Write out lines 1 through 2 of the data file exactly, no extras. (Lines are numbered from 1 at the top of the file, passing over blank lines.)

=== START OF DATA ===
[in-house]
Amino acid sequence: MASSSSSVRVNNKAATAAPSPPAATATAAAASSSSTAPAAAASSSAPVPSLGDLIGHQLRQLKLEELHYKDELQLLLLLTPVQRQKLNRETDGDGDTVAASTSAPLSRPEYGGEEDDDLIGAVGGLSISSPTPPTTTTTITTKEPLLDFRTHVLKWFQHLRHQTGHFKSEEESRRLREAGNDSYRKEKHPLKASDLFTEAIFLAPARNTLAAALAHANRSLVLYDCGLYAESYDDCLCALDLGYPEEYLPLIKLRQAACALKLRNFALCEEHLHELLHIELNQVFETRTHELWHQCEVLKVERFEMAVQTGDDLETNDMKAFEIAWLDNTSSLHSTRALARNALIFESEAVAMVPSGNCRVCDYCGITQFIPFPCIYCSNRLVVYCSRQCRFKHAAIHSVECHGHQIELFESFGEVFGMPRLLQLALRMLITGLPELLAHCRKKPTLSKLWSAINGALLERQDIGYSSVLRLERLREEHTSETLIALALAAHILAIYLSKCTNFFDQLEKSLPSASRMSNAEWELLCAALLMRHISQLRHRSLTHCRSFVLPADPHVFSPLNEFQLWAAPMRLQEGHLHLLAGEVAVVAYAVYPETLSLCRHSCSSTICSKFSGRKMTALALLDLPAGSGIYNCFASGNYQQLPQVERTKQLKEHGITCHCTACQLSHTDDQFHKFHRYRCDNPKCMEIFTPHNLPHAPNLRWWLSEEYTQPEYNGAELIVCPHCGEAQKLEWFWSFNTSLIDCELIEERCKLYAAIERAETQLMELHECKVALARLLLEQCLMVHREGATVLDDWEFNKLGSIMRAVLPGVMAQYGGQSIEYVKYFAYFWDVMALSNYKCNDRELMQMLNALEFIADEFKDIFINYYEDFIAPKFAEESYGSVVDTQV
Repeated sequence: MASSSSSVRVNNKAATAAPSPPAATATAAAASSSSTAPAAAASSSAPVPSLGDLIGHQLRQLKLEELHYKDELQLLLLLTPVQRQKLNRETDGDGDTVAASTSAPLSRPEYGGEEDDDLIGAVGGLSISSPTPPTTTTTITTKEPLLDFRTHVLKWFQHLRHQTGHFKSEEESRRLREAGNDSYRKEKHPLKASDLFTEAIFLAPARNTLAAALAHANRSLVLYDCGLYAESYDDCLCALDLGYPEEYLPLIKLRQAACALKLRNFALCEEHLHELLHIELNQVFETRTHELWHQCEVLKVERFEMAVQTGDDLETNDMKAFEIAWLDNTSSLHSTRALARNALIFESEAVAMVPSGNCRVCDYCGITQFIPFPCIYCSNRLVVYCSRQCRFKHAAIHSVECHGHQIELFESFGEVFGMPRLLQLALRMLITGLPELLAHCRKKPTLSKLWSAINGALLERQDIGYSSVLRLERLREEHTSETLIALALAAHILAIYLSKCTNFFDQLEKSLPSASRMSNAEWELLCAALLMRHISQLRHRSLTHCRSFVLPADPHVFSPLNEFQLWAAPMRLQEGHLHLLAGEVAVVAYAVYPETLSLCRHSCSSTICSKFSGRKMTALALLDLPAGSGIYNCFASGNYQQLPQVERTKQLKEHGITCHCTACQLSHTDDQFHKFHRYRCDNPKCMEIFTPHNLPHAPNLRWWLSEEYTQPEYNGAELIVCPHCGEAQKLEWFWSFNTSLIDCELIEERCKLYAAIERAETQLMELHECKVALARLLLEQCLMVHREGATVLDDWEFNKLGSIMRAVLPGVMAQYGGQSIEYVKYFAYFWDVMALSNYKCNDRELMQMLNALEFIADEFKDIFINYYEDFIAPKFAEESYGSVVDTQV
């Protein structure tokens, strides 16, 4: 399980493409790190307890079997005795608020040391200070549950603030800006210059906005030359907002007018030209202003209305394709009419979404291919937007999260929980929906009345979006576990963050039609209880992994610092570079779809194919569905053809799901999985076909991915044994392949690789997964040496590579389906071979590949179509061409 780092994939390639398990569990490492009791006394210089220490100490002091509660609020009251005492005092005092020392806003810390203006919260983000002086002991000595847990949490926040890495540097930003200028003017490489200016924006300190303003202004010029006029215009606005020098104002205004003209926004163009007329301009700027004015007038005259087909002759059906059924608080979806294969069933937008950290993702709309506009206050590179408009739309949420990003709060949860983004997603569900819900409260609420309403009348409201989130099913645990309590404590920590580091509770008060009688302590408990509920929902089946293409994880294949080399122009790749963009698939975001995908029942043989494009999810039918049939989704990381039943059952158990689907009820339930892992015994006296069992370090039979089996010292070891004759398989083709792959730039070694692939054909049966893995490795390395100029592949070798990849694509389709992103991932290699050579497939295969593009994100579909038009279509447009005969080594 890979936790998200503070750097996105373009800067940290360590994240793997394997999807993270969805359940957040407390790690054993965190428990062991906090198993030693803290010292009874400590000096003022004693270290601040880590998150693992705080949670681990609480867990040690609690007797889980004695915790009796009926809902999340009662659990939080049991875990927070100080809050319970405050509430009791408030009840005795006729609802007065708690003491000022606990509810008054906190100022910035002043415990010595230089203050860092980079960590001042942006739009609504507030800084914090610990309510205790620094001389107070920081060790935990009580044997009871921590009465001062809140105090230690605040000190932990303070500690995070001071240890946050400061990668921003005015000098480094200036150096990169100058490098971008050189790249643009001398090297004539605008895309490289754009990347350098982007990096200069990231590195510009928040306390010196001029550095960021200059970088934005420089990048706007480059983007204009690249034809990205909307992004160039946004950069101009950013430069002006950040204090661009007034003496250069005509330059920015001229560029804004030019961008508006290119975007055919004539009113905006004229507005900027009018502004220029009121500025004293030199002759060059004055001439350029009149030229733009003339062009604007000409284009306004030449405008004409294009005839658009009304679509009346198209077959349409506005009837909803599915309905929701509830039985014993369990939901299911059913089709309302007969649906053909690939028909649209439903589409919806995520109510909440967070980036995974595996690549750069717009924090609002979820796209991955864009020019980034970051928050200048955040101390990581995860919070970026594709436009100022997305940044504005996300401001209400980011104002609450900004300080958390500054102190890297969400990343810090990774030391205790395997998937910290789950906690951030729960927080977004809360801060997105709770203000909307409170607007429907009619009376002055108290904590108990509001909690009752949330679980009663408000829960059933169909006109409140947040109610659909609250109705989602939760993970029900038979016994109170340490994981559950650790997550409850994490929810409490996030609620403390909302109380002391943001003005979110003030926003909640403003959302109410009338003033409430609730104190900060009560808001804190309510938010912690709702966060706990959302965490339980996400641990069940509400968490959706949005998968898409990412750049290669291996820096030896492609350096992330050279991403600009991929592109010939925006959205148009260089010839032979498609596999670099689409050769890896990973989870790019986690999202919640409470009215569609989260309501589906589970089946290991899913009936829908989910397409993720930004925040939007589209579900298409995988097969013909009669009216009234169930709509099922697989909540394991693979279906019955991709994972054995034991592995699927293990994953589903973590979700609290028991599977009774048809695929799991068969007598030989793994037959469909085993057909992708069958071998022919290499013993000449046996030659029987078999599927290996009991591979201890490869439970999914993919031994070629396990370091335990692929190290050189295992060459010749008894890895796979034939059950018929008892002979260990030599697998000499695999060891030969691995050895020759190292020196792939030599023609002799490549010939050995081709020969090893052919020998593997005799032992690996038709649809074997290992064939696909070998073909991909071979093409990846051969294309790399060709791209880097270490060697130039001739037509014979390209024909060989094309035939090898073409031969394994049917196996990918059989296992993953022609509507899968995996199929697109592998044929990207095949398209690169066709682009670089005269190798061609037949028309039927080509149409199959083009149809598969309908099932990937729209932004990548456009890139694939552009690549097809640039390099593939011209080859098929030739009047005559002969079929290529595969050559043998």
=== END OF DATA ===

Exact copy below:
[in-house]
Amino acid sequence: MASSSSSVRVNNKAATAAPSPPAATATAAAASSSSTAPAAAASSSAPVPSLGDLIGHQLRQLKLEELHYKDELQLLLLLTPVQRQKLNRETDGDGDTVAASTSAPLSRPEYGGEEDDDLIGAVGGLSISSPTPPTTTTTITTKEPLLDFRTHVLKWFQHLRHQTGHFKSEEESRRLREAGNDSYRKEKHPLKASDLFTEAIFLAPARNTLAAALAHANRSLVLYDCGLYAESYDDCLCALDLGYPEEYLPLIKLRQAACALKLRNFALCEEHLHELLHIELNQVFETRTHELWHQCEVLKVERFEMAVQTGDDLETNDMKAFEIAWLDNTSSLHSTRALARNALIFESEAVAMVPSGNCRVCDYCGITQFIPFPCIYCSNRLVVYCSRQCRFKHAAIHSVECHGHQIELFESFGEVFGMPRLLQLALRMLITGLPELLAHCRKKPTLSKLWSAINGALLERQDIGYSSVLRLERLREEHTSETLIALALAAHILAIYLSKCTNFFDQLEKSLPSASRMSNAEWELLCAALLMRHISQLRHRSLTHCRSFVLPADPHVFSPLNEFQLWAAPMRLQEGHLHLLAGEVAVVAYAVYPETLSLCRHSCSSTICSKFSGRKMTALALLDLPAGSGIYNCFASGNYQQLPQVERTKQLKEHGITCHCTACQLSHTDDQFHKFHRYRCDNPKCMEIFTPHNLPHAPNLRWWLSEEYTQPEYNGAELIVCPHCGEAQKLEWFWSFNTSLIDCELIEERCKLYAAIERAETQLMELHECKVALARLLLEQCLMVHREGATVLDDWEFNKLGSIMRAVLPGVMAQYGGQSIEYVKYFAYFWDVMALSNYKCNDRELMQMLNALEFIADEFKDIFINYYEDFIAPKFAEESYGSVVDTQV